The preference claim succeeded.

This was a claim which the liquidators, Manolete and our legal advisors considered to have strong merits and which, if successful, would have ensured a very significant realisation for the public purse which suffered very large losses. We fully appreciated the risks involved and as experienced litigators are cognisant of the uncertainties of trial. It was important the claim was brought and the liquidators given an opportunity to seek redress, which opportunity would otherwise have been stifled due to lack of funds. We recognise litigation risk and continue to assume that risk to ensure claims are pursued at no risk to the IP, the estate or the solicitors and barristers instructed.

Manolete does not use CFAs or ATE, we assume full liability for all own and adverse costs and have the financial strength to meet all liabilities.

Mena Halton

Mena Halton
Head of Legal

Appointment as Deputy District Judge to the Midlands Circuit
By Alison Kirby, Associate Director

I am proud to say I have recently been appointed a Deputy District Judge on the Midlands Circuit. The initial appointment is for a four year term and if I do the job well I can remain appointed until my 70th birthday.

The requirement is to sit for a minimum of 30 days and a maximum of 50 days per year. So my Manolete commitment will not change.

Due to the global pandemic, I have not been able to take the next step of the week-long residential induction seminar and at the current time, for understandable reasons, I do not have a date for that.

It was a year-long process, commencing with five short written pieces addressing each judicial competency standard. I spent time over several months honing them – with only 250 words per competency, every word had to count. I was fortunate to have some colleagues who had been appointed in previous years to review and feedback.

The next steps were a series of timed online assessments designed to test whether, under pressure, I could meet the competencies which I had spent so long writing about. After each test there was a wait of a couple of months; if I passed, the details of the next test were revealed.

The final day was gruelling. There were two timed role plays with 20 minutes to read four A4 typed sheets of information and then into the Court room. Two actors played the parties in dispute and the Court was mine apart from the three other parties from the Judicial Appointment Commission observing my every move, word and expression – copious notes were made. Curve balls were thrown by the actors or Court staff just as you thought you might be feeling comfortable.

After the role plays it was straight off to an interview, the panel of which had been observing me in Court. It is fair to say I survived the day with copious amounts of chocolate! I am delighted to be appointed. I am looking forward to developing my skill set further and meeting my judicial colleagues when the rules permit.

Alison Kirby

Alison Kirby
Associate Director for the Eastern Region

By Stephen Baister

Someone recently sent me a short video clip of an American legal luminary talking to what looked like a gathering of students. He told his audience one of those stories about a zany case that most lawyers enjoy. In this one the American lawyer bought a box of expensive cigars and insured them. He then smoked them and claimed on the insurance policy - before he had even paid the premium (a nice touch, I thought). He sued the insurers when they refused to cough up, but they decided the case wasn’t worth fighting. They paid up, but then had the lawyer arrested for arson.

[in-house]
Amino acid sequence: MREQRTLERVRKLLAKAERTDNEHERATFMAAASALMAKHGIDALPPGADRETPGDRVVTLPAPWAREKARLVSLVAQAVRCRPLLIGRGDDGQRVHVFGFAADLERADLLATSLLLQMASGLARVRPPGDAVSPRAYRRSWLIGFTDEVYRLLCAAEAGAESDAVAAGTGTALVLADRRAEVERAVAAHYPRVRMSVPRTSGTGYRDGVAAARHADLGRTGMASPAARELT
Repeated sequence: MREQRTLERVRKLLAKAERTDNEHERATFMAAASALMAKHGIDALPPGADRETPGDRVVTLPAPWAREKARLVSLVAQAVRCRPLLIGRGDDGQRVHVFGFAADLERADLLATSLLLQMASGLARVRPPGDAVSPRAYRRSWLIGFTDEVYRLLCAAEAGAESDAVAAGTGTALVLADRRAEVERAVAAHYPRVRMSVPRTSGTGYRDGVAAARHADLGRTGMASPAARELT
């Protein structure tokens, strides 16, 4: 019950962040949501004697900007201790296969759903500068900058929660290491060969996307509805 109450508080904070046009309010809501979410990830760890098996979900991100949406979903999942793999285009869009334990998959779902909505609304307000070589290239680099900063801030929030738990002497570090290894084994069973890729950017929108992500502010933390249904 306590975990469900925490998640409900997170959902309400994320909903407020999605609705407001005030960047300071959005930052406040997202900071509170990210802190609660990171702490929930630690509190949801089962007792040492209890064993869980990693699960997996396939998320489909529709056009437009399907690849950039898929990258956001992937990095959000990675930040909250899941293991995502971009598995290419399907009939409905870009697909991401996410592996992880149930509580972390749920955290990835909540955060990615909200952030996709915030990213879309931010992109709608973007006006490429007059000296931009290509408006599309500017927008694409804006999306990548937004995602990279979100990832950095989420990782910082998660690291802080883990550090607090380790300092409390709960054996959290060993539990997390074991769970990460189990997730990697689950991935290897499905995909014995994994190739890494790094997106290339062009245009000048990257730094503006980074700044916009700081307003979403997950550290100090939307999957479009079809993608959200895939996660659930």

I suspect the case was fictional, as many in these stories are. Be that as it may, I liked the ending because I hadn’t expected it. I thought the insurers would counterclaim damages for the destruction of the insured property on some tortious or other basis and recover more than they had to pay out. But I was wrong. And that’s the problem with litigation: the story often doesn’t end as you thought or hoped it would; there’s always an element of gambling.

There’s nothing Manolete can do to make it otherwise. We have, in fact, just lost a case, a happily rare occurrence: most of our cases settle early and only about 5% go to trial. The corridors of the courts are littered with the debris of unlosable cases that were lost and unwinnable cases that were won. What Manolete can do is even up the odds. We look at each new case with a fresh, critical eye before we take it on. That means that if we decide to purchase or finance an action, we believe in it, which is why we almost invariably take it as far as it needs to go. That in turn adds to our clients’ confidence and should make defendants think carefully before incurring costs themselves and more inclined to settle, and do so quickly, than might otherwise be the case. But we recognise that litigation is always a risk and there will be times when we lose. It is our job to take that risk from the shoulders of the office holder and bear it ourselves. Which is why every so often, but not too often, we hope, we have to live with down side as well as the up side of going all the way.

*An unexpected ending to a phrase, sentence or text.

Stephen Baister

Stephen Baister
Non-Executive Director